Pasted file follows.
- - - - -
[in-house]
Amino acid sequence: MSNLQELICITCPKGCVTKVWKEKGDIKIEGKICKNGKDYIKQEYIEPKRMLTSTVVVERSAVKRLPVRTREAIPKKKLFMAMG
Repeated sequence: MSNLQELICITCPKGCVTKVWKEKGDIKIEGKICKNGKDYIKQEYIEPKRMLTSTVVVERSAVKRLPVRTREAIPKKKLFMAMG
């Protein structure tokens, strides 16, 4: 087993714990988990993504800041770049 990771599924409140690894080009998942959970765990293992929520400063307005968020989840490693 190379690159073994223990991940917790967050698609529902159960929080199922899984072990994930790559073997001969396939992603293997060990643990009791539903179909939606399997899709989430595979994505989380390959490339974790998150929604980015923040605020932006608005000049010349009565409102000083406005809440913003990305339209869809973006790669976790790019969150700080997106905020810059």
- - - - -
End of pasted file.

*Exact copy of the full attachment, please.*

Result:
[in-house]
Amino acid sequence: MSNLQELICITCPKGCVTKVWKEKGDIKIEGKICKNGKDYIKQEYIEPKRMLTSTVVVERSAVKRLPVRTREAIPKKKLFMAMG
Repeated sequence: MSNLQELICITCPKGCVTKVWKEKGDIKIEGKICKNGKDYIKQEYIEPKRMLTSTVVVERSAVKRLPVRTREAIPKKKLFMAMG
């Protein structure tokens, strides 16, 4: 087993714990988990993504800041770049 990771599924409140690894080009998942959970765990293992929520400063307005968020989840490693 190379690159073994223990991940917790967050698609529902159960929080199922899984072990994930790559073997001969396939992603293997060990643990009791539903179909939606399997899709989430595979994505989380390959490339974790998150929604980015923040605020932006608005000049010349009565409102000083406005809440913003990305339209869809973006790669976790790019969150700080997106905020810059």